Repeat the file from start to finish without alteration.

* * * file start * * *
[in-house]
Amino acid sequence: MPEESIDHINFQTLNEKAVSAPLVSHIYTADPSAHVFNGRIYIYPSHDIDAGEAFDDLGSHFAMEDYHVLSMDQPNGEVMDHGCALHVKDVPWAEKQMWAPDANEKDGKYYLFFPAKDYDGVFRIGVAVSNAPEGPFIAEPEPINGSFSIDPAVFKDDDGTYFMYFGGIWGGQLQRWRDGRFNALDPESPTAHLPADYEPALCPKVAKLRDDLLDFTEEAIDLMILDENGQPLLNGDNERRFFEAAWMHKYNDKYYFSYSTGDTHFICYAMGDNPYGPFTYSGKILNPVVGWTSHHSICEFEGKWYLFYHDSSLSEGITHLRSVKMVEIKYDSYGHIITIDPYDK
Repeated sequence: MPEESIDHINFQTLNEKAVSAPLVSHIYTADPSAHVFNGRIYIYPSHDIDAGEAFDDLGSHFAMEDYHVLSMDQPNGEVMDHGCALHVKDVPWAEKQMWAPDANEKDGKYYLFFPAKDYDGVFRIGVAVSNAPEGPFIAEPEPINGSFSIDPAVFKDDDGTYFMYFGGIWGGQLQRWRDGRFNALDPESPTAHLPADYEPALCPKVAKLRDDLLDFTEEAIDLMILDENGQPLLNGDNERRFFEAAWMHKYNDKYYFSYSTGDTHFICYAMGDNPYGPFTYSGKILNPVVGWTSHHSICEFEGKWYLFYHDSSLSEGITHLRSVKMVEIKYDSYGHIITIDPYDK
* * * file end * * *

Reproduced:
[in-house]
Amino acid sequence: MPEESIDHINFQTLNEKAVSAPLVSHIYTADPSAHVFNGRIYIYPSHDIDAGEAFDDLGSHFAMEDYHVLSMDQPNGEVMDHGCALHVKDVPWAEKQMWAPDANEKDGKYYLFFPAKDYDGVFRIGVAVSNAPEGPFIAEPEPINGSFSIDPAVFKDDDGTYFMYFGGIWGGQLQRWRDGRFNALDPESPTAHLPADYEPALCPKVAKLRDDLLDFTEEAIDLMILDENGQPLLNGDNERRFFEAAWMHKYNDKYYFSYSTGDTHFICYAMGDNPYGPFTYSGKILNPVVGWTSHHSICEFEGKWYLFYHDSSLSEGITHLRSVKMVEIKYDSYGHIITIDPYDK
Repeated sequence: MPEESIDHINFQTLNEKAVSAPLVSHIYTADPSAHVFNGRIYIYPSHDIDAGEAFDDLGSHFAMEDYHVLSMDQPNGEVMDHGCALHVKDVPWAEKQMWAPDANEKDGKYYLFFPAKDYDGVFRIGVAVSNAPEGPFIAEPEPINGSFSIDPAVFKDDDGTYFMYFGGIWGGQLQRWRDGRFNALDPESPTAHLPADYEPALCPKVAKLRDDLLDFTEEAIDLMILDENGQPLLNGDNERRFFEAAWMHKYNDKYYFSYSTGDTHFICYAMGDNPYGPFTYSGKILNPVVGWTSHHSICEFEGKWYLFYHDSSLSEGITHLRSVKMVEIKYDSYGHIITIDPYDK